July 8th, 2009
One of the greatest things about our job as Wild Web Women is meeting passionate entrepreneurs who excel in their chosen careers while maintaining a healthy and balanced life. This month, we had the extraordinary privilege and pleasure of chatting with “Content Maven” Meryl K. Evans to learn about her passions, her career, and how she balances life and work without losing an ounce of motivation or energy.
Meryl recently quoted our very own Web Marketing Therapist, Lorrie Thomas, on the necessary traits of a successful web worker.
Read on for a healthy dose of inspiration about how Meryl found her dream job and created a distinguished and successful brand on the web.
1. If you had to describe yourself in three words, what would they be?
Friendly, conscientious, detailed
2. What online social media platform are you most addicted to? (i.e. Twitter, Facebook, Linkedin…etc).
Twitter. Love the chats and it adds a lot of value for short bursts of text.
3. Meryl, your business delivers high-quality content to your clients. What keeps you inspired to create fresh content and what skills are the most helpful in maintaining your sharp writing edge?
I never take clients for granted, so I do what I can to deliver the best results possible. Clients may come back for more business or tell others about you. Like tennis, the best way to get better at anything is to practice the skill over and over. Of course, you make adjustments along the way with the help of a coach, online articles or a good book on the topic.
4. Please share a professional phobia or obsession….confession session!
I fear making silly mistakes in writing such as messing up a link or my fingers type “hear” when my brain correctly thinks “here.” I abhor that. I know the difference, but sometimes the fingers decide to do their own thing. I also obsess with making the editors happy and their jobs easier.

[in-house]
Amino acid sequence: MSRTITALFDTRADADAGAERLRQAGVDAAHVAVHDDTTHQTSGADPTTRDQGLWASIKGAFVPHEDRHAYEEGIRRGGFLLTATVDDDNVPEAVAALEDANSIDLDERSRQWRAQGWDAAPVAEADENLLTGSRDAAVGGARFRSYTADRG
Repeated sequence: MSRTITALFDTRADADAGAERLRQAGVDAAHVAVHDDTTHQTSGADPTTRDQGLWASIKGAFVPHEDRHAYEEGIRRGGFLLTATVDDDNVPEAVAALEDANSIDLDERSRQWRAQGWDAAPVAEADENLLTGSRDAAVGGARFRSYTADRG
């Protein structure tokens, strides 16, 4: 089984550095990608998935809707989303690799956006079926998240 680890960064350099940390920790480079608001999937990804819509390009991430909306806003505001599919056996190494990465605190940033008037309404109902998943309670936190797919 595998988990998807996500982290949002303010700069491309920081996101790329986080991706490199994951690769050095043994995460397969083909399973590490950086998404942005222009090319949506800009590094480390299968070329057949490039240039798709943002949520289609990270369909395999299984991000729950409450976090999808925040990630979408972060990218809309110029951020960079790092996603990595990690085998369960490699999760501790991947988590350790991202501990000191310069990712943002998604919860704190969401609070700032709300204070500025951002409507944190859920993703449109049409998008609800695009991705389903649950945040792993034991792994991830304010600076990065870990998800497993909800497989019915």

5. What is your favorite word or phrase? Why?
“W00t!” You’d think my love for words would produce a fancier word or phrase. W00t sounds positive and fun. It makes me smile when I say it or hear someone say it. I don’t hear it as often as “awesome” or “cool.”
6. In one of your blog posts earlier this year, you shared your “Six Steps to Get it Done for Home Office Workers”. What is the hardest part about working from home while your kids are out of school? What are some “tricks” you have to deal with this?
Most of my friends and colleagues look forward to summer, but not me. I have one child who has unique challenges and can’t do just anything. The first month went well thanks to the school district’s fun summer program. Alas, it’s only four weeks. I’ve been working harder to apply Love and Logic thinking and advice I’ve gotten from experts to ease up the times when the younger two (four years apart — ages 10 and 6.) are at home. The oldest is 15 and in her own world, so I rarely worry about her.